Credit Unions can use their data in creative ways to be more relevant to our member’s lives. Let’s take the example of a car loan. We spend a lot of effort and money on “selling” the loan. We offer great rates, we make the buying process convenient, and we spend hundreds of thousands of dollars on systems that will make the loan application process easy with features like automatically creating their membership or integrating with online banking. OK, we got them, they purchased the car and we closed the loan. We did it!

That member now has a 60-month loan and, if they pay on time, we’ll send them their pink slip in 5 years. For many Credit Unions, this scenario is the extent of the relationship between the credit union and the member’s car loan.

It’s all about the data.

What if we used the data we have about car loans to make relevant offers at relevant intervals for something that a member wants? (I know, you may be saying you already make offers at regular intervals, but staying relevant means offering something the member wants.) In the case of a car loan, how about offering a credit card at 18 months (when cars typically need new tires) and double or triple the points off on tires? For an even sweeter deal for the member, work with a box store or a local tire shop to provide even deeper discounts.

The Credit Union gains a more engaged member and credit card revenue. The member gains a deal on a credit card and a discount on something they know they need to purchase soon anyway. The local tire shop gains more awareness and local business.

WIN-WIN-WIN

Now, if you are an even more entrepreneurial community Credit Union, you can offer business customers faceless data. In the auto loan example, if the tire store could see how many tires your members purchased over the last year, they could use that data to improve their marketing efforts and the timing of their advertising and discount offers. They would not be able to see individual transactions, only the aggregate information on purchases.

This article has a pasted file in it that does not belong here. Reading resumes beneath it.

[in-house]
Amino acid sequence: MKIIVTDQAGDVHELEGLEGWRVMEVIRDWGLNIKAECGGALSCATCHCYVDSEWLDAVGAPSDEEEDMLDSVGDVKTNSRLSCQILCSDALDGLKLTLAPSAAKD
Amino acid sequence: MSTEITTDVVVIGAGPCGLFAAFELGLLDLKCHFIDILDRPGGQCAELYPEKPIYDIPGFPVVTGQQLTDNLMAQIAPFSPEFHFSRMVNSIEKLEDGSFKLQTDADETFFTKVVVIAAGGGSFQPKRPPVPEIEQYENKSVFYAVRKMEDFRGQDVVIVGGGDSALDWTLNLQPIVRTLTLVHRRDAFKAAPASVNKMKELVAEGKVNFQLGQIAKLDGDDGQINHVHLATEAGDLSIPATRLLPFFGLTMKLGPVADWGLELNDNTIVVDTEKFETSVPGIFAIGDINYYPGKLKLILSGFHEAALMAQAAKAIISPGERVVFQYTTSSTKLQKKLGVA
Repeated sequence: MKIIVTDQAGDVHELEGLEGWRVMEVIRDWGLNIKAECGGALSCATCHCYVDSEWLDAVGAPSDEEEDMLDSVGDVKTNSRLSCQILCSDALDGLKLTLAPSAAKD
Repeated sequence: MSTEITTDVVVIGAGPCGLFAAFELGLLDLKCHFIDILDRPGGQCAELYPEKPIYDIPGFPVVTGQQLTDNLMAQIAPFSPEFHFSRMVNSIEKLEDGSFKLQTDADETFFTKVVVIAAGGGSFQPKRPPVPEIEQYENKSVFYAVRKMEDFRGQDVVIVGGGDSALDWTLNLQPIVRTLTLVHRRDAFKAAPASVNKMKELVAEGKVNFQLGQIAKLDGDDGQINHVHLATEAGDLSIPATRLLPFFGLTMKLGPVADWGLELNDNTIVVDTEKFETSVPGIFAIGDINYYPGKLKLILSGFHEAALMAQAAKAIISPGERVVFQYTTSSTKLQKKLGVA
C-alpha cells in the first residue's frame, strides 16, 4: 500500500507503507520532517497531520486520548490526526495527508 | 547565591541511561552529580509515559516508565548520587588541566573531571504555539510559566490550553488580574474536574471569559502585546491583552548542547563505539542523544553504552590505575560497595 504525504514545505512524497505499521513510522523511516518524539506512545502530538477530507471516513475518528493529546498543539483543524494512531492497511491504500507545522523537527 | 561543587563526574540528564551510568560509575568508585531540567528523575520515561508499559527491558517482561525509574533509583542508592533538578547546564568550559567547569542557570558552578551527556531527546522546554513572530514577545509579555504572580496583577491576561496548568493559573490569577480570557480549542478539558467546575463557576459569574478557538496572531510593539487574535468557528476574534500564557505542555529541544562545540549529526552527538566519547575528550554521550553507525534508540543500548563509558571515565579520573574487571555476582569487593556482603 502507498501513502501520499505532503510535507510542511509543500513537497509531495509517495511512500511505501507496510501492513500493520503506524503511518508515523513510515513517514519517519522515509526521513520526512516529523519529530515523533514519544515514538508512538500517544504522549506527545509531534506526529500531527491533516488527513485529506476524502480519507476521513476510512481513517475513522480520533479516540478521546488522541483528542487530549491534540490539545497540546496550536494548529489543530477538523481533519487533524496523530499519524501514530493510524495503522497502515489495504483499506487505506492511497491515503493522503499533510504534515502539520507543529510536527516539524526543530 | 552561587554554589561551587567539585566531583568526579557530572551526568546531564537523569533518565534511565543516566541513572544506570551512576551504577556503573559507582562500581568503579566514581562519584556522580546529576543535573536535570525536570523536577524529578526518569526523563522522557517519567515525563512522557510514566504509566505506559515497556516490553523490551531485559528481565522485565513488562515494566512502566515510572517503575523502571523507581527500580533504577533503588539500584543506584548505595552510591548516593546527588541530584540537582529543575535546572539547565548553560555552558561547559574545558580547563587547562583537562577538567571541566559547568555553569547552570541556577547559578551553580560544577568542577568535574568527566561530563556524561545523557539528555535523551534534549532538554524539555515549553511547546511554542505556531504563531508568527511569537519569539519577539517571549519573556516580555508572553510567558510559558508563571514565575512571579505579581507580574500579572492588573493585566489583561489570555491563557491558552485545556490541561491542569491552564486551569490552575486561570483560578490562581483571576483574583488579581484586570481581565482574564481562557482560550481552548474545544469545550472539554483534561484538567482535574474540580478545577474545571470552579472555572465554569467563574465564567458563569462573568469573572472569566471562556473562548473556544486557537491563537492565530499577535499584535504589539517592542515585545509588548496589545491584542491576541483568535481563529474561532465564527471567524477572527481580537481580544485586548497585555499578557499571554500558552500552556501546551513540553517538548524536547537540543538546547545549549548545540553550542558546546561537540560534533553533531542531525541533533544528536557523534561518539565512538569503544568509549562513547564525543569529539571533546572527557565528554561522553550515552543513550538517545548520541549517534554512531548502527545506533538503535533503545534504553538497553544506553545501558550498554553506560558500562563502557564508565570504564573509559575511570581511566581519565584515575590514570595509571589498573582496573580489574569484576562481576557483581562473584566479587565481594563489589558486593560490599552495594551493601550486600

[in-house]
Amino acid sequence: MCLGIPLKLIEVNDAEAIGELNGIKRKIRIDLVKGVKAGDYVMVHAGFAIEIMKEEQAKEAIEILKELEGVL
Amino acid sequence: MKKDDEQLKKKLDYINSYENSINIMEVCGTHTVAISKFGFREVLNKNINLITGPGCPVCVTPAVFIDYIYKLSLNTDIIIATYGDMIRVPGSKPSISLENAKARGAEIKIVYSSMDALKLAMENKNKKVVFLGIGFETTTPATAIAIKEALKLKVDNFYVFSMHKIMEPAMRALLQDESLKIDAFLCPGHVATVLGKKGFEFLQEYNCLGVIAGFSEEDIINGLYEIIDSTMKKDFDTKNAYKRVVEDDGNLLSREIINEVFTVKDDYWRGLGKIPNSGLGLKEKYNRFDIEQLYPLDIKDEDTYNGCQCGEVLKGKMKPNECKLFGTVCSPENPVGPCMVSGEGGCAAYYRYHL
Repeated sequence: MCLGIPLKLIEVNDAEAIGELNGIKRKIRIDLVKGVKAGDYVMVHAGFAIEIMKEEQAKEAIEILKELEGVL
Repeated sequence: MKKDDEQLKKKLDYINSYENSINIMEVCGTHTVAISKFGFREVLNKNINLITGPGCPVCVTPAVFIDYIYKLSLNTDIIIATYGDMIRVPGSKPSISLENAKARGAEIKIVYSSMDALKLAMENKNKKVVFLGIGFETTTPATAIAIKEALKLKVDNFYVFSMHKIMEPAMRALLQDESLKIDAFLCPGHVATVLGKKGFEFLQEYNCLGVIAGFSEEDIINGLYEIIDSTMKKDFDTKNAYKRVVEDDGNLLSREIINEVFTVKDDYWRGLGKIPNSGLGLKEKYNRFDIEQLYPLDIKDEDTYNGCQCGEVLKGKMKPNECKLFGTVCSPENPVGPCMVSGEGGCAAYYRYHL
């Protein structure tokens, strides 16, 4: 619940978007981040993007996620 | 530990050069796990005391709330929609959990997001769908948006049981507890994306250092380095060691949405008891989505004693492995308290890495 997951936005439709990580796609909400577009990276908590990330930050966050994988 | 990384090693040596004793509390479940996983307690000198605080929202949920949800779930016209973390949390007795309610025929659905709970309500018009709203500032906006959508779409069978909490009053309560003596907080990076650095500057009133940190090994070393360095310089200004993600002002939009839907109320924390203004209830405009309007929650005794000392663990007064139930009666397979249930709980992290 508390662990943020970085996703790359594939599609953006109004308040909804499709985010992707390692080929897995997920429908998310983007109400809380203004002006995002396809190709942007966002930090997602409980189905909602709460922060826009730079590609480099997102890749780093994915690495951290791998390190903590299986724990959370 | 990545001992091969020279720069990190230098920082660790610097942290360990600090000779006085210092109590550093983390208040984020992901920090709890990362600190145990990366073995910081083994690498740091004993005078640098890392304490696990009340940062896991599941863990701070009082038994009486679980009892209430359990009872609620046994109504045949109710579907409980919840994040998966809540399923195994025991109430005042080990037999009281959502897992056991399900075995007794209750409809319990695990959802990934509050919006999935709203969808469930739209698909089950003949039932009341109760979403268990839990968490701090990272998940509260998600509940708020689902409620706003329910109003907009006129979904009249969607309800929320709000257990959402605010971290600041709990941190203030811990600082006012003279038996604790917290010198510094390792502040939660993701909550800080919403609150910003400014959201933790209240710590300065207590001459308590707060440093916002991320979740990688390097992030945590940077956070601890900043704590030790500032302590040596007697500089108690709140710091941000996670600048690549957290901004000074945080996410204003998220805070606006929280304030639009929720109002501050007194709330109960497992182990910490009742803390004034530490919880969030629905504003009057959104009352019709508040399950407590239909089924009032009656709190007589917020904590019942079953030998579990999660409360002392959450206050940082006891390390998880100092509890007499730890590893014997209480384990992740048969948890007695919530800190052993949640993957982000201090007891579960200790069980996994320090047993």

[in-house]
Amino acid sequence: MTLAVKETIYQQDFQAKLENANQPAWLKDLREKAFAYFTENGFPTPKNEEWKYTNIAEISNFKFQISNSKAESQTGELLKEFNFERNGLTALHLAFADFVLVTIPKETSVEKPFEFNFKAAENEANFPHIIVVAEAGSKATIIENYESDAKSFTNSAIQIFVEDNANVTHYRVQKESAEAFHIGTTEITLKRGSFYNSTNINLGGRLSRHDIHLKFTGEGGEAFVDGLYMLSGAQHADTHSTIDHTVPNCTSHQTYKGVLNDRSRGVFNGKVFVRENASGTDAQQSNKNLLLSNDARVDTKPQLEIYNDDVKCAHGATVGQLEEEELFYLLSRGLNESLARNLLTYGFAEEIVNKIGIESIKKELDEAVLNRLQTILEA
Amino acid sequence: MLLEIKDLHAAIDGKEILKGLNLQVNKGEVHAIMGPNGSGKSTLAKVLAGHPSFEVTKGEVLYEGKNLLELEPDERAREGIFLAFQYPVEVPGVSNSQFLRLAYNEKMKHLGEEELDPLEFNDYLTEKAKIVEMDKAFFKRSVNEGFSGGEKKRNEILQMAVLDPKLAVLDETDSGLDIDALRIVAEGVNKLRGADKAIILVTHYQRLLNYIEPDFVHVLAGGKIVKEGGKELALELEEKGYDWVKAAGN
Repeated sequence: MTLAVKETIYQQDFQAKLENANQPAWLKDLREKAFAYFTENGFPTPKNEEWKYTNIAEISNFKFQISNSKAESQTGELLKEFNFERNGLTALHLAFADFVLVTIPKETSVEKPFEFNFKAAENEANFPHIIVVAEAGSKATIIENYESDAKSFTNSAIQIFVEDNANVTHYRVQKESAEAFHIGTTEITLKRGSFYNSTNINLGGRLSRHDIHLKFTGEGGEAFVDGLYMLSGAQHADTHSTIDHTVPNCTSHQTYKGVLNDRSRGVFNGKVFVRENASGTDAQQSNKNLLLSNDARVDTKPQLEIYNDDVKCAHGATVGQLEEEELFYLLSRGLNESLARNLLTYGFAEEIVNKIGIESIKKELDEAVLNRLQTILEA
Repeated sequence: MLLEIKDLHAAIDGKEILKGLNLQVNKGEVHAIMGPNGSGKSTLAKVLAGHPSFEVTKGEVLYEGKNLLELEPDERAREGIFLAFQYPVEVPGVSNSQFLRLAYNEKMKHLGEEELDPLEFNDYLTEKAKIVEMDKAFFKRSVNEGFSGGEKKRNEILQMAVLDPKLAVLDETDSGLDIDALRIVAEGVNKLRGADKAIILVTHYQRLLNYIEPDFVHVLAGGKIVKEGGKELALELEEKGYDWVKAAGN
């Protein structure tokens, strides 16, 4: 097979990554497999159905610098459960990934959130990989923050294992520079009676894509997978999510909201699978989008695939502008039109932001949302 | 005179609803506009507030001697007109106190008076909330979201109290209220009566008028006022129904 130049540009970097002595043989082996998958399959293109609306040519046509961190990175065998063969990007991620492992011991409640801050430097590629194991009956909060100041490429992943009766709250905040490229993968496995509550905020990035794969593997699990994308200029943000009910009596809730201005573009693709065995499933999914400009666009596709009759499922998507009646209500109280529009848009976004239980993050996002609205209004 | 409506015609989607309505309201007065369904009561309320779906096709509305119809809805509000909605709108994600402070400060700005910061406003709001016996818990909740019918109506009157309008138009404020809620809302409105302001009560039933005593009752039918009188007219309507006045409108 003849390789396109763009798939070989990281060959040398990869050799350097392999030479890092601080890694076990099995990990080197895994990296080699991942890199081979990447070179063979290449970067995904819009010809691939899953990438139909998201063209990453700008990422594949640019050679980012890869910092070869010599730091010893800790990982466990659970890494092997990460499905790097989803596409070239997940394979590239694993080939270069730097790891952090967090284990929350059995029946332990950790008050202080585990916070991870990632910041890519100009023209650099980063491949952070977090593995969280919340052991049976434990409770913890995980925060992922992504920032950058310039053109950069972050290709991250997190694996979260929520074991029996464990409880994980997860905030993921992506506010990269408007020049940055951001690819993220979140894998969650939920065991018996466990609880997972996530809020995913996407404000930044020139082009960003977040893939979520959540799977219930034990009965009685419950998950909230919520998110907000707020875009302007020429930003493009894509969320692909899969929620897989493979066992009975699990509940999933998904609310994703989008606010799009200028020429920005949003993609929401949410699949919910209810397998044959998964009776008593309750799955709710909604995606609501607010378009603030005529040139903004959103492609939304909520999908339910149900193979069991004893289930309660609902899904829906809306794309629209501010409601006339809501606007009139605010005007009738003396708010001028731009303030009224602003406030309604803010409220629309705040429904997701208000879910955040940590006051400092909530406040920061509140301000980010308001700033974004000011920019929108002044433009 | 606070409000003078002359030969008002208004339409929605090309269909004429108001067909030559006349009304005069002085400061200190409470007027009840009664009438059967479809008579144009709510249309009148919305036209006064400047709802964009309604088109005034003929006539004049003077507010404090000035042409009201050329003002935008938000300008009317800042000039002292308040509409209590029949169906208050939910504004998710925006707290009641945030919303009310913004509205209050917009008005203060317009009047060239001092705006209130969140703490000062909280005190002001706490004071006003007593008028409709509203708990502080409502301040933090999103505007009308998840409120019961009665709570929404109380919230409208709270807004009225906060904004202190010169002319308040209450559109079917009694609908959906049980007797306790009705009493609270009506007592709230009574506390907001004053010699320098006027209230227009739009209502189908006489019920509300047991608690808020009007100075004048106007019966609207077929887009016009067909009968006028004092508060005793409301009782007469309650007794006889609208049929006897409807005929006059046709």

Now you have an engaged business member that is only able to get that information from your Credit Union.

WIN-WIN-WIN-WIN

The digital journey requires us to find creative and innovative ways to use data to help our members while becoming more engaged in their lives, not just their financial lives. Becoming more innovative with information is a transition that Credit Unions must embark on to continue to be relevant!

Read more about Credit Union Data and Data Analytics:

Getting Your Data In Order – A Recipe for Digital Success

Credit Union Data Analytics: Put the Community in your Fees!

Getting Your Data In Order – A Recipe for Credit Union Digital Transformation

credit union digitial transformationData is fundamental to your credit union digital transformation. Customers must be able to efficiently and effectively manage transactions online. Credit Unions must be able to infer customer needs from those transactions and reach out to customers where they “live” online, whether through email, social media, or text. This blog post presents a simple recipe for getting your data in order as a foundation for digital success.

Step 1 – Unload the data you don’t need. 

Credit Unions tend to hold onto data forever, or at least long enough that it can become a problem. It is common for core systems to have database tables with hundreds of millions of transactional entries and years more data than needed for most operational needs.

Why? Fear of removing data? The effort to replace the data if you get it wrong?

Who tested that purge script anyway?

Shhhh. Is, “Don’t ask, don’t tell,” your data management policy?

OK, we all know that removing data isn’t on the list of critically important tasks, well, until it is. Removing data can make the overall management of your information system easier! Backups are smaller, and systems may run faster due to the smaller size of the database. It’s just less to manage.

The good news is that removing data, although challenging can be automated.


Step 2 – Clean the data you keep – for credit union digital transformation

Managing data in bulk is usually handled by IT teams. Managing data quality so your digital journey can be smoother is a front-line staff opportunity. The dirtier our data is the more each activity we want to embark upon causes exceptions. Having clean data reduces effort and increases performance by eliminating exception conditions.

How does data get dirty?

For example, complex core interfaces allow data entry errors to go unchecked and bulk imported data from a merger. I am sure you have other examples of where the data can and does go astray. Some kinds of data can be validated with scripts and tools, however, technology can’t fix all data problems.


Step 3 – Focus on data that supports digital engagement.